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Fall 2020 Operations

The Student Counseling Center (SCC) will be fully operational for 2020-2021 providing all services remotely through a HIPAA compliant version of Zoom videoconferencing software. We will provide individual, couples, and group counseling along with various workshops promoting mindfulness and other skills for sustaining mental health.

Getting Started

To promote the health and safety of students and staff, the SCC will not offer drop-in services for the fall 2020 semester. Students seeking our services should call our main number (865-974-2196) to arrange a brief assessment by videoconference or phone. In response to student feedback, these assessment videoconferences will be scheduled for 45 minutes in order to allow the therapist to get a more complete picture of the student’s needs and for the student to have more time to share their concerns. To make the best use of the time, students are required to complete the initial paperwork prior to scheduling an initial brief assessment appointment.

During the initial assessment, the student and therapist will collaborate to determine the most effective SCC service to address the student’s needs. If SCC services are not the best fit for the student’s needs, the therapist will assist the student in finding other campus resources or off-campus providers.

FAQs

Classes are meeting in person, why isn’t the Counseling Center?

  • Guidelines from the Center for Disease Control (CDC) and from the UT Emergency Operations Center (EOC) advise the use of telework as much as possible during the current pandemic. Since telemental health is generally as effective as face to face services, it is simply a safe and effective alternative to riskier in-person sessions.
  • Face-to-face therapy sessions with two to four persons within a small office for 45-50-minutes poses a much higher risk of exposure than what one might encounter in a classroom or other meeting space.
  • Telemental health provides better protection for staff and students who may represent vulnerable populations due to either age or preexisting health conditions. It also protects family members or roommates living in the home environment.
  • Telemental health provides the flexibility needed to maintain continuity of care for our clients during an ever-changing pandemic environment. We have found that students adapt well to telemental health when provided consistently. Transitioning back and forth from one mode to the other may disrupt the therapeutic process more than consistent telehealth.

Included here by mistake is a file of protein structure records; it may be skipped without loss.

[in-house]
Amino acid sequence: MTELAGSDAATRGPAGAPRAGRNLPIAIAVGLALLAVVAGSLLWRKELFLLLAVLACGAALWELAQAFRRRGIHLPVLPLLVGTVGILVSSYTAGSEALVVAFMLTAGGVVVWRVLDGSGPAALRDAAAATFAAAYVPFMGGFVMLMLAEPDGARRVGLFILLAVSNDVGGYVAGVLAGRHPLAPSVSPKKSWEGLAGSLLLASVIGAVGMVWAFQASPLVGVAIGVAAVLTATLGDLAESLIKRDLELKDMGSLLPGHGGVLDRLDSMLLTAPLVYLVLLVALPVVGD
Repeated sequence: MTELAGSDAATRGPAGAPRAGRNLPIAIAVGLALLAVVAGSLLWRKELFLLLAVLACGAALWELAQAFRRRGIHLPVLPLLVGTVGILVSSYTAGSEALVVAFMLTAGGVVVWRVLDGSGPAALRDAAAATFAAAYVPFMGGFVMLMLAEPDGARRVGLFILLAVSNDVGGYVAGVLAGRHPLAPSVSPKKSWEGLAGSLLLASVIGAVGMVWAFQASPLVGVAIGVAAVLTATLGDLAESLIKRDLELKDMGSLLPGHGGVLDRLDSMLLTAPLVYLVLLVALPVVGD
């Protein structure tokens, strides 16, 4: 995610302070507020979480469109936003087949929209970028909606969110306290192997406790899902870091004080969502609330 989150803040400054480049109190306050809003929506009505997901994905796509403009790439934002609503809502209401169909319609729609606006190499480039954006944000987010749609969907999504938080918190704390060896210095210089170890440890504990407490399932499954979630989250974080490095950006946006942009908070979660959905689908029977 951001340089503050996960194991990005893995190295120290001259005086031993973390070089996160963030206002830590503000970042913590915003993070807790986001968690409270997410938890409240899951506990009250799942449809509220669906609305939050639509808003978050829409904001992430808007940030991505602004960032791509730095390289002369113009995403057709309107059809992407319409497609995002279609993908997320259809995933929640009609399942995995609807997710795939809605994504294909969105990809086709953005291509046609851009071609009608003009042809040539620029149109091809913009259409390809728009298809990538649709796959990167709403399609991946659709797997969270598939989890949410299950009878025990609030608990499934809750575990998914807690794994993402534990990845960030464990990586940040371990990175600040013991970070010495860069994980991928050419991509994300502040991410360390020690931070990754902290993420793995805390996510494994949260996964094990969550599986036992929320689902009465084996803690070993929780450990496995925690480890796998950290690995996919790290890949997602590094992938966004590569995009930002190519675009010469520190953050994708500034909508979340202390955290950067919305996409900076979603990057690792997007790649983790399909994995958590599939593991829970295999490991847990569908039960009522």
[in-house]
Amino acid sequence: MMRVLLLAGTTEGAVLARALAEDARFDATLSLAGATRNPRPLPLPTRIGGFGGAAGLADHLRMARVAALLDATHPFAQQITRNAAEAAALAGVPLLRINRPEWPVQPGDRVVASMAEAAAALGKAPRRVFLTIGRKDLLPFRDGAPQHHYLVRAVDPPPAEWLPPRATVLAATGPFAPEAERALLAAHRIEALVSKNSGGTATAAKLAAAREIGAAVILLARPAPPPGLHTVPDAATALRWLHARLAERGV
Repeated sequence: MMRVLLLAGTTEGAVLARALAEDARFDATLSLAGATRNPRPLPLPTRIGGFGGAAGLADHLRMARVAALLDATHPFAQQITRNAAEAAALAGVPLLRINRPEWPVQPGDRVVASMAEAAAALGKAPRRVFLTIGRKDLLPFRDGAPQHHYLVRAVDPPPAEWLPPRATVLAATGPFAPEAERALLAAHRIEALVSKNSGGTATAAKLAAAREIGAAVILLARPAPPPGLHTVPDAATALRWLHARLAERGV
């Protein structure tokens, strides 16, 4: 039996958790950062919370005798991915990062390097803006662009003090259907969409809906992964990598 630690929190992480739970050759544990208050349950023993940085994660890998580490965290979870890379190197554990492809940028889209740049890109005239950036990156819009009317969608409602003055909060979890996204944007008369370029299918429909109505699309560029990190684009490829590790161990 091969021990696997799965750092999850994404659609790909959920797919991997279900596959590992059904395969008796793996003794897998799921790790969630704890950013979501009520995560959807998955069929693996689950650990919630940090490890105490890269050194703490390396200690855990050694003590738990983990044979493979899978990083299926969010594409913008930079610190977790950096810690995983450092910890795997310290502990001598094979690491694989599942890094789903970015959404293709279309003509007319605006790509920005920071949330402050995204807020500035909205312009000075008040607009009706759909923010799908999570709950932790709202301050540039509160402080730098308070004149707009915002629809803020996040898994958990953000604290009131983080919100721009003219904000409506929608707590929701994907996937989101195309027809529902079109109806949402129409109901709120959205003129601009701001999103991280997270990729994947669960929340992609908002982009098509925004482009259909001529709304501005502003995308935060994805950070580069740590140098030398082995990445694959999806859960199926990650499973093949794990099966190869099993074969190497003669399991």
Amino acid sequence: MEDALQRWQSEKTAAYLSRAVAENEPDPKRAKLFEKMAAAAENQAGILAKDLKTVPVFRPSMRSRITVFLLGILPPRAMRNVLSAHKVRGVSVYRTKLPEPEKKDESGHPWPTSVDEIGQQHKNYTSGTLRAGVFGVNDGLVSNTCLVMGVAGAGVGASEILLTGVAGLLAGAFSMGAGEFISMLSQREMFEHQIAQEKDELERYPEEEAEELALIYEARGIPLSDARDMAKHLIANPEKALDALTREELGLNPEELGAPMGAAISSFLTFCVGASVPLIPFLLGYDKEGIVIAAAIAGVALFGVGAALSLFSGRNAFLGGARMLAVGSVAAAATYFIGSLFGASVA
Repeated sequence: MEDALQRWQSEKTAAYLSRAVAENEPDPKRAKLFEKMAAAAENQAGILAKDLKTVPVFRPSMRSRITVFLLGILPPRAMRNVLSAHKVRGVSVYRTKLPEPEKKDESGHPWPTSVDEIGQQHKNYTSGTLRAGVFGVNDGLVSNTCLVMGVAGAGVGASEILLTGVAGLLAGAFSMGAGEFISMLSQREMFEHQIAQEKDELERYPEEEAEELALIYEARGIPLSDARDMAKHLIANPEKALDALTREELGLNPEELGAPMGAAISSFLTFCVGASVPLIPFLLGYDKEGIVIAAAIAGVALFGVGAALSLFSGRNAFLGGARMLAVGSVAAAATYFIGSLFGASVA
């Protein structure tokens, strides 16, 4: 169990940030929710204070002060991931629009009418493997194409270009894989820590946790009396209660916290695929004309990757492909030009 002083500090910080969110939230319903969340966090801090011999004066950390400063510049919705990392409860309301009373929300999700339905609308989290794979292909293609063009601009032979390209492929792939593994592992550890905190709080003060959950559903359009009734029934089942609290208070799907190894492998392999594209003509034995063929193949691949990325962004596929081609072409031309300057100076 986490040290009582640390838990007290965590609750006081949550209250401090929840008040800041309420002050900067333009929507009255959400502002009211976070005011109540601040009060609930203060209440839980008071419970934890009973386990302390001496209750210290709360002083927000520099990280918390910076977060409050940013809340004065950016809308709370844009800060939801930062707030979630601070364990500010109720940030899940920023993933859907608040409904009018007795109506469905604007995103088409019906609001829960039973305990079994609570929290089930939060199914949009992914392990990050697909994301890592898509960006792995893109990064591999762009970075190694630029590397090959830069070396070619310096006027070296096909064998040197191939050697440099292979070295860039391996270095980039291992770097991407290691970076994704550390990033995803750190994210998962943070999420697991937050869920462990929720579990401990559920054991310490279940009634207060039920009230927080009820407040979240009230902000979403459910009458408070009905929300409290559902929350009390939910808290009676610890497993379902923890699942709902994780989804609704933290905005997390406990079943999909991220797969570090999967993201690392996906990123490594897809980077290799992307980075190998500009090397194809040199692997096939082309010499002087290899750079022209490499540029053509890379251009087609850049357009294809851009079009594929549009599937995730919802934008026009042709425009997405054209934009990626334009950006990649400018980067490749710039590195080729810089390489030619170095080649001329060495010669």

Are services delivered by remote technology as good as face-to-face?

  • The effectiveness of mental health services provided remotely online (often referred to as telemental health) is well established. Research reviews of  telemental health  consistently support the use of telemental health services to improve access, reduce costs, and support underserved populations. Doing telemental health well involves appropriate technology, training for staff, a safe and private space for clients, and “buy-in” from both clients and therapists. As with any change, openness and a positive attitude go a long way toward making telemental health work effectively.

What if my living situation is not private enough for telemental health?

  • If you live on or near campus, we have a number of areas where you can reserve a private office space for a telemental health session. We will also have some spaces in the Counseling Center available for students. Just let us know when you call.
  • Students who live away from Knoxville should alert the therapist of their situation during the initial brief assessment and the therapist will assist in looking at options.

Have your therapists received appropriate training for telemental health?

  • While our therapists had to work quickly in the spring of 2020 to obtain impromptu training in the provision of providing telemental health, organizations such as the American Psychological Association (APA) and the American Psychiatric Association (APA) have provided free webinars and articles designed to help professionals all over the country get “up to speed.” Over the summer our staff continued to train and learn, worked to improve our technology and procedures, and actively prepared to provide remote services as our foremost approach in the year ahead. While we will continue to train and improve, we are well prepared to provide competent and effective telemental health services.

What if I am in crisis and need to talk to someone face to face?

  • Most mental health crises can be managed very well over remote technology. National Suicide Prevention Hotline, the Contact Care Line, the Crisis Text Line, and our own 974-HELP referral line are forms of telemental health that effectively work with mental health crises regularly. They exist because they are not only effective but also much more accessible than an in-person appointment. Students who are experiencing a mental health crisis are encouraged to call us at 865-974-2196 or 974-HELP (4375) and we will help you get connected to the support you need.
  • In the unlikely event that we cannot manage a crisis remotely, or if the student and therapist prefer to meet in person, we have the capability of doing so on a limited basis. With masks and a plexiglass panel, we can set up a space that is reasonably safe for clients and staff when an in-person meeting is clinically necessary.
  • Students who are in immediate danger of suicide or life-threatening self-harm should call 911 or have someone transport them to the nearest Emergency Room.